The week starting Monday February 5, 2018 saw Dr. Catherine Kyobutungi, Director at the African Population and Health Research Center (APHRC) visit Makerere University School of Public Health  for a face-to-face engagement with students and faculty also as an alumni. Her main reason of visiting MakSPH was to engage in discussions directed towards establishing possible relationships which would later culminate into a collaboration. While at MakSPH, Dr. Kyobutungi also engaged with the MakSPH Infrastructure committee sharing aspects of resource mobilization and management among others with reference to the APHRC good practices.

Dr. Rhoda Wanyenze, Dean MakSPH at the initial meeting with Dr. Kyobutungi emphasized that MakSPH is committed to grooming the next generation strongly noting that ‘the more good and well educated people we produce, the better the world in which we live’. ‘If we want to positively change the world, we in the education sector need to be in position to create more people who can work closely with us to change the world’ she added sighting that this is one of the things she is passionate about. She also argued the meeting participants to always remain consistent in all that they do sharing that what an individual said yesterday is what she/he should say tomorrow and the next day too if we are to realize dreams for Uganda and the word at large. ‘Let us all strive to try and fail but not fail to try although above all the trials people need to know who we are and what we are doing.’  Dr. Wanyenze advised.

During her meeting with the MakSPH Building Committee, Dr. Catherine Kyobutungi commended the team for a job well done thus far. This committee is currently under the Leadership of Prof. Noah Kiwanuka as Chair and Associate Prof. Lynn Atuyambe, Deputy Chair. She shared that the more you confess that you are successful, the more you actually become successful.  It is important that we continuously share and learn from others and that is why she had opted to come and visit the School of Public Health. She encouraged the committee to always strive to learn and look for opportunities creating long strong standing strategic partnerships. She also shared that Africa is full of institutions which are not fully functional and thus the need for us Africans to work even harder to make functional all the institutions for the benefit of all. ‘No one else can best solve Africans problems, it is we the Africans who can do it because we know more about the African challenges than anyone else. It is therefore important that we change the way we are doing things’’ she stressed. She also argued all the meeting participants to be proud to be Africans and know that they are all good at what they do-whatsoever whoever says; emphasizing that she is just lucky to be African.  She called everyone to always blow his or her own trumpet.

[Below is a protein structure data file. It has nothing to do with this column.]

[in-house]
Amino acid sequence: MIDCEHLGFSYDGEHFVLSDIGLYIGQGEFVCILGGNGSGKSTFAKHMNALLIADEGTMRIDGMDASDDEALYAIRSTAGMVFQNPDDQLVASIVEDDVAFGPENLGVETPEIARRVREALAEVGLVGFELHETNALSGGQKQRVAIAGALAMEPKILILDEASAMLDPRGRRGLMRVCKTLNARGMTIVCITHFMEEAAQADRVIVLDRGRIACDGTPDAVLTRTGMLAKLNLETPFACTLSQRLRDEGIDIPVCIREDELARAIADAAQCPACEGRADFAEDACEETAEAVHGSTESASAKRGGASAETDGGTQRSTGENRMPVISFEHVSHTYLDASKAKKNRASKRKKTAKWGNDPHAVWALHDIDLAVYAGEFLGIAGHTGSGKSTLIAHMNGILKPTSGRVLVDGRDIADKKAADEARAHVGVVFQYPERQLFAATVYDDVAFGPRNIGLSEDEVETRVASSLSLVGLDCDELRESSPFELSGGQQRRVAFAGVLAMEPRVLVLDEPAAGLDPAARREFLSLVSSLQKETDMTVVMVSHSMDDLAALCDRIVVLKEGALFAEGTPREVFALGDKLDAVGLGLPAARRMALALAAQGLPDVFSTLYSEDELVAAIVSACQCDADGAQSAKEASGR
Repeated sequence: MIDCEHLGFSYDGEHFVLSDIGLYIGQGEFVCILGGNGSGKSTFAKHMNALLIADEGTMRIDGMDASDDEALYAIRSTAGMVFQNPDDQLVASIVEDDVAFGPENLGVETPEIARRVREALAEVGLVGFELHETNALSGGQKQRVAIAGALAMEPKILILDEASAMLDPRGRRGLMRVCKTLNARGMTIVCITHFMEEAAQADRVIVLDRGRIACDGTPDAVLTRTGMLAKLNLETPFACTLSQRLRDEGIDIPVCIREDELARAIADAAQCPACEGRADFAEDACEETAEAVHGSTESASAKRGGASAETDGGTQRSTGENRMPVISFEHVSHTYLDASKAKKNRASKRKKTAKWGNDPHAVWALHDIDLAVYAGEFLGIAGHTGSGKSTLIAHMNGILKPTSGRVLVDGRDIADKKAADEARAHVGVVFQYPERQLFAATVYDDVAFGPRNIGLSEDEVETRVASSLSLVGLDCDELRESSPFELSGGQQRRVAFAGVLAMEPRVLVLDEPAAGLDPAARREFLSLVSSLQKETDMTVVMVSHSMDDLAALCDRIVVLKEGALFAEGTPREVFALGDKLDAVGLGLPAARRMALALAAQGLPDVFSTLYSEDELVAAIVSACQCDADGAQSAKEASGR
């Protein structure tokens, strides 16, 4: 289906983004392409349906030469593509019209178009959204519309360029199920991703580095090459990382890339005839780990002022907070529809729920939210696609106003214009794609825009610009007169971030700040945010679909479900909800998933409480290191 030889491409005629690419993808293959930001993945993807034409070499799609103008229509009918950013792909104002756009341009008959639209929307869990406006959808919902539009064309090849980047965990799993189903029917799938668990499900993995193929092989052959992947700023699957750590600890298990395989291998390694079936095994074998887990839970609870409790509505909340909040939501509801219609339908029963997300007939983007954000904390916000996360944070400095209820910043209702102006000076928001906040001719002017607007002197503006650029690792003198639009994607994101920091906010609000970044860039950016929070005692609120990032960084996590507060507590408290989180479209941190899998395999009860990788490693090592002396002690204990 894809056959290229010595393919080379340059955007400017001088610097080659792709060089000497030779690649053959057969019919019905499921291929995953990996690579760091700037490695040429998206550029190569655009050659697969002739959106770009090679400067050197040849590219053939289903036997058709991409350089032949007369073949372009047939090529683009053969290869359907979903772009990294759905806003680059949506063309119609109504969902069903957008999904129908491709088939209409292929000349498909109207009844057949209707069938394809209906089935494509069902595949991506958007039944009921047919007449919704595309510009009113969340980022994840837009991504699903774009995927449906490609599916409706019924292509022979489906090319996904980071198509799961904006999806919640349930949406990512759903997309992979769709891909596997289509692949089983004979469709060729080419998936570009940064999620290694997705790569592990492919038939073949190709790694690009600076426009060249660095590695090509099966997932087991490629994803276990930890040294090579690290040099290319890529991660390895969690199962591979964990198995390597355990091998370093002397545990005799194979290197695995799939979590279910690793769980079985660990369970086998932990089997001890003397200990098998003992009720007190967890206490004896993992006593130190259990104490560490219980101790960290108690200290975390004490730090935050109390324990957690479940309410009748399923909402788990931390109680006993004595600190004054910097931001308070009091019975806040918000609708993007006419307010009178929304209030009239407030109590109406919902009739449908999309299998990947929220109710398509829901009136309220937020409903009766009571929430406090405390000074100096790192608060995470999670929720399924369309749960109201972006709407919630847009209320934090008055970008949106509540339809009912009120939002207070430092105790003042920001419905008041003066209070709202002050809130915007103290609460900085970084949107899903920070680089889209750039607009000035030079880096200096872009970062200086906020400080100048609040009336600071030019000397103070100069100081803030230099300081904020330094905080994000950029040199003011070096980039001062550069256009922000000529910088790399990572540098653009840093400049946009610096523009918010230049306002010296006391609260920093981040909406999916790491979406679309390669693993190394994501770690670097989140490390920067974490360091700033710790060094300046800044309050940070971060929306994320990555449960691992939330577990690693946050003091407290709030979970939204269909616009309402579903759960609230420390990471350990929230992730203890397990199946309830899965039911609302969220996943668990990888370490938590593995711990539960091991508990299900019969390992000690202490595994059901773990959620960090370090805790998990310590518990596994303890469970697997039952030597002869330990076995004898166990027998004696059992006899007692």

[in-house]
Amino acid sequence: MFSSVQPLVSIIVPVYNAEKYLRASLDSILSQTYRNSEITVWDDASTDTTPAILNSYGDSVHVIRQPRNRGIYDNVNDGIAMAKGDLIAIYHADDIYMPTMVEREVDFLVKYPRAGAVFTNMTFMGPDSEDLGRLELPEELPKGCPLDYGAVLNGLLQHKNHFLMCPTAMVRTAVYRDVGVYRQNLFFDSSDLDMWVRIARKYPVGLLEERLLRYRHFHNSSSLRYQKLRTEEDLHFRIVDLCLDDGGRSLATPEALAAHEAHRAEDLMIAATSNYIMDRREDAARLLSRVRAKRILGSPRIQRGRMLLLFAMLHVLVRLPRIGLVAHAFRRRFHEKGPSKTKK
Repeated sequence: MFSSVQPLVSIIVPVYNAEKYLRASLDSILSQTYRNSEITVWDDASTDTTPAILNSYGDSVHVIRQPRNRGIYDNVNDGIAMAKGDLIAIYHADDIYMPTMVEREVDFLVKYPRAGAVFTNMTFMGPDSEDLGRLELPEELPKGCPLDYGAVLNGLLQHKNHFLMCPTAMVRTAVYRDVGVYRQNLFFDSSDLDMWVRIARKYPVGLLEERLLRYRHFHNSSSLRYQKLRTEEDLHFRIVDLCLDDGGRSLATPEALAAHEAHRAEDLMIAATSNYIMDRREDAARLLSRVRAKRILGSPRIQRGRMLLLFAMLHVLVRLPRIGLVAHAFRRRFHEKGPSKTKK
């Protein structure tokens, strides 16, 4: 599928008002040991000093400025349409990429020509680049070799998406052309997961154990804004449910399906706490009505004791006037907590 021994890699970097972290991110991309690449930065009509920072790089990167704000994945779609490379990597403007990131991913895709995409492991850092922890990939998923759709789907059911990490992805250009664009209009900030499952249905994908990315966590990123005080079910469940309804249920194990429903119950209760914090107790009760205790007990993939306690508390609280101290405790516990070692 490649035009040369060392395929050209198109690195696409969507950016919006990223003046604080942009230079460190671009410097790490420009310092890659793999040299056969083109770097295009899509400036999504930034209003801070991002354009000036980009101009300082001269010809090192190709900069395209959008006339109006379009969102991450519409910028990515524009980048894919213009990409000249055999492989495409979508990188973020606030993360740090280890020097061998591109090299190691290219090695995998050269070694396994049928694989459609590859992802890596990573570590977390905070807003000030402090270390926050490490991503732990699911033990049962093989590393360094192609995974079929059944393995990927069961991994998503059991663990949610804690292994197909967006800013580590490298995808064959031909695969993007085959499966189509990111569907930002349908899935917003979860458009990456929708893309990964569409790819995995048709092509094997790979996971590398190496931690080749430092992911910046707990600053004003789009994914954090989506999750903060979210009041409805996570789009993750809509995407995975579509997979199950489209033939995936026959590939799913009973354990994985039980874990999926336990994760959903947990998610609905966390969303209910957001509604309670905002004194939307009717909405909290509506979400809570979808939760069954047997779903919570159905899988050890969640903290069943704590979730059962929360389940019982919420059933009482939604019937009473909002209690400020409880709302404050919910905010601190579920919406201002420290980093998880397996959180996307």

On Wednesday February 7, 2018, Dr. Kyobutungi engaged with several students and staff at MakSPH on the Role of Research Leadership in Africa also sharing about APHRC. She emphasized the need for all of us to join in the efforts to transform lives in Africa through research. While emphasizing this, she noted that ‘It does not matter how much of an expert one is, he or she needs to continue generating knowledge’. During her presentation, she also shared that indigenous abilities and expertise are important, therefore the need to invest in such capacities is essential. That what is key in coining successful Research and Research Leadership in Africa is to know where we are but also check what human and financial resources are in place in order to work towards putting in place the necessary infrastructure. ‘You need people who can be trusted and who measure up with the global scale of expertise. Build your won capacity using the available limited resources’ she noted. ‘What is global currency and what counts is in grants writing not number of projects you manage’ she added.